'Everything in moderation' advice could lead to poor metabolic health

By Nathan Gray

- Last updated on GMT

A major tennant of a healthy and balanced diet has been the 'eveything in moderation' mantra.
A major tennant of a healthy and balanced diet has been the 'eveything in moderation' mantra.

Related tags Nutrition

The long standing recommendation of ‘everything in moderation’ may actually result in lower overall diet quality and may have negative impacts on metabolic health, say researchers.

The US-based research team analysed the diets of nearly 7,000 people to test how diet diversity was associated with change in waist circumference five years after the beginning of the study and with onset of Type 2 diabetes 10 years later.  

Writing in PLoS One, the researchers measured diet diversity through different measures, including the total count (number of different foods eaten in a week), evenness (the distribution of calories across different foods consumed), and dissimilarity (the differences in food attributes relevant to metabolic health, such as fibre, sodium or trans-fat content).

"'Eat everything in moderation' has been a long-standing dietary recommendation, but without much empiric supporting evidence in populations. We wanted to characterize new metrics of diet diversity and evaluate their association with metabolic health,"​ said first author, Dr Marcia C. de Oliveira Otto, at The University of Texas Health Science Center at Houston (UTHealth).

They found no association for both food count and evenness for waist circumference or incidence of diabetes – suggesting that more diversity in the diet was not linked to better outcomes.

However, Otto and her colleagues found that participants who had the greatest food dissimilarity actually experienced more central weight gain, with a 120% greater increase in waist circumference than participants with the lowest food dissimilarity.

"An unexpected finding was that participants with greater diversity in their diets, as measured by dissimilarity, actually had worse diet quality. They were eating less healthy foods, such as fruits and vegetables, and more unhealthy foods, such as processed meats, desserts and soda,"​ said Otto. "This may help explain the relationship between greater food dissimilarity and increased waist circumference."

"These results suggest that in modern diets, eating 'everything in moderation' is actually worse than eating a smaller number of healthy foods,”​ commented senior author Dr Dariush Mozaffarian from Friedman School of Nutrition Science and Policy at Tufts University.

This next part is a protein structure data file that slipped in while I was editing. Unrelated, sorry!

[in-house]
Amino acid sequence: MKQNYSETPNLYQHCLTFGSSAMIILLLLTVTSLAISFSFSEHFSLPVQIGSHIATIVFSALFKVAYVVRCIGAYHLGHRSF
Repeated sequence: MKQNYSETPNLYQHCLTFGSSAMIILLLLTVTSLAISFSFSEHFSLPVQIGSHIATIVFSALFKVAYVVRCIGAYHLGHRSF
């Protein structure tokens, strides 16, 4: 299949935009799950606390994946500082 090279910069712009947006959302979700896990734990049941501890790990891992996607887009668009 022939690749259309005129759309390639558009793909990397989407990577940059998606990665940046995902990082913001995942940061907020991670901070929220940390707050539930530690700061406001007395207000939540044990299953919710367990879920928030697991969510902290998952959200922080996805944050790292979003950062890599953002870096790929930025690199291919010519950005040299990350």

Study details

The research team from UTHealth and Tufts analysed data from 6,814 participants in the Multi-Ethnic Study of Atherosclerosis, testing the association between diet diversity and changes in waist circumference five years after the beginning of the study and with onset of Type 2 diabetes (T2D) 10 years later.

“In multivariate models, neither count nor evenness was associated with change in waist circumference (WC) or incident T2D,”  ​wrote the team. “Greater food dissimilarity was associated with higher gain in WC (p-trend<0.01), with 120% higher gain in participants in the highest quintile of dissimilarity scores.”

To compare with the results seen for diet diversity, the researchers also examined how diet quality relates to metabolic health.

Diet quality was measured using established scores such as the Dietary Approaches to Stop Hypertension (DASH) score and the Alternative Healthy Eating Index (AHEI) score. At five years, diet quality was not associated with change in waist circumference.

At ten years, higher diet quality was associated with about a 25% lower risk of developing Type 2 diabetes, they said.

“Our findings provide little evidence for benefits of dietary diversity for either waist circumference or T2D,”​ the team concluded – noting that greater dissimilarity among foods was actually positively associated with increase in waist circumference.

“Our results challenge the notion that “eating everything in moderation” leads to greater diet quality or better metabolic health,”​ they said – adding that the research supports the importance of diet quality, independent of diversity, and highlights the need for greater investigation of relationships between diet diversity and metabolic health.

Source: PLoS One
Published online ahead of print, doi: 10.1371/journal.pone.0141341
“Everything in Moderation - Dietary Diversity and Quality, Central Obesity and Risk of Diabetes”
Authors: Marcia C. de Oliveira Otto, et al

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